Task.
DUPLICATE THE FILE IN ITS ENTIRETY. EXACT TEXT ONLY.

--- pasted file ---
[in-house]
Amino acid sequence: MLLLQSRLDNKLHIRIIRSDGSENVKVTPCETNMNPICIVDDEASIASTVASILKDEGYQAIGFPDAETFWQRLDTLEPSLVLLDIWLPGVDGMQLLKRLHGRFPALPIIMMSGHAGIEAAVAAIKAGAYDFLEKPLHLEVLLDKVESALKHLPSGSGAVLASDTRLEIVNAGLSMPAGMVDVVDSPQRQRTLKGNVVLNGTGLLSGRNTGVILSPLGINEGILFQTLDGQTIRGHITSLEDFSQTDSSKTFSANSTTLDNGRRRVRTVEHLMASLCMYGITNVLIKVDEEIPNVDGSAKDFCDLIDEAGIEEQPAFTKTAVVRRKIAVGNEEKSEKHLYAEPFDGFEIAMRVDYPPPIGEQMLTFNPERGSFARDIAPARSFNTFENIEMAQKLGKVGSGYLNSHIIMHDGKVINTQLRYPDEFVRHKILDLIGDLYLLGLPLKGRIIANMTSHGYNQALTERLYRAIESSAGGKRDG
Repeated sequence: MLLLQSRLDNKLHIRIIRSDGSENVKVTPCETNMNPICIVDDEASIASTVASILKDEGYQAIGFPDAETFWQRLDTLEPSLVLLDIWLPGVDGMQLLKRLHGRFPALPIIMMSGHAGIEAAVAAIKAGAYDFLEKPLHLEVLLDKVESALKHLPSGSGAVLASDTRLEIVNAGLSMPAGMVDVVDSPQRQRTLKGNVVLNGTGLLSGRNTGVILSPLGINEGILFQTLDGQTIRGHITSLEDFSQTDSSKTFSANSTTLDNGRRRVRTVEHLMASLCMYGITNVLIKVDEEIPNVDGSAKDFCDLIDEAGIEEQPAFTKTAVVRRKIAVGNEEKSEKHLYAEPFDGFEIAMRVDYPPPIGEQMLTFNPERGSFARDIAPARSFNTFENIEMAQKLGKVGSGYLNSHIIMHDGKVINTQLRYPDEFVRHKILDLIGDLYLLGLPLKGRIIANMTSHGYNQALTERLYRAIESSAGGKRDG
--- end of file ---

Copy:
[in-house]
Amino acid sequence: MLLLQSRLDNKLHIRIIRSDGSENVKVTPCETNMNPICIVDDEASIASTVASILKDEGYQAIGFPDAETFWQRLDTLEPSLVLLDIWLPGVDGMQLLKRLHGRFPALPIIMMSGHAGIEAAVAAIKAGAYDFLEKPLHLEVLLDKVESALKHLPSGSGAVLASDTRLEIVNAGLSMPAGMVDVVDSPQRQRTLKGNVVLNGTGLLSGRNTGVILSPLGINEGILFQTLDGQTIRGHITSLEDFSQTDSSKTFSANSTTLDNGRRRVRTVEHLMASLCMYGITNVLIKVDEEIPNVDGSAKDFCDLIDEAGIEEQPAFTKTAVVRRKIAVGNEEKSEKHLYAEPFDGFEIAMRVDYPPPIGEQMLTFNPERGSFARDIAPARSFNTFENIEMAQKLGKVGSGYLNSHIIMHDGKVINTQLRYPDEFVRHKILDLIGDLYLLGLPLKGRIIANMTSHGYNQALTERLYRAIESSAGGKRDG
Repeated sequence: MLLLQSRLDNKLHIRIIRSDGSENVKVTPCETNMNPICIVDDEASIASTVASILKDEGYQAIGFPDAETFWQRLDTLEPSLVLLDIWLPGVDGMQLLKRLHGRFPALPIIMMSGHAGIEAAVAAIKAGAYDFLEKPLHLEVLLDKVESALKHLPSGSGAVLASDTRLEIVNAGLSMPAGMVDVVDSPQRQRTLKGNVVLNGTGLLSGRNTGVILSPLGINEGILFQTLDGQTIRGHITSLEDFSQTDSSKTFSANSTTLDNGRRRVRTVEHLMASLCMYGITNVLIKVDEEIPNVDGSAKDFCDLIDEAGIEEQPAFTKTAVVRRKIAVGNEEKSEKHLYAEPFDGFEIAMRVDYPPPIGEQMLTFNPERGSFARDIAPARSFNTFENIEMAQKLGKVGSGYLNSHIIMHDGKVINTQLRYPDEFVRHKILDLIGDLYLLGLPLKGRIIANMTSHGYNQALTERLYRAIESSAGGKRDG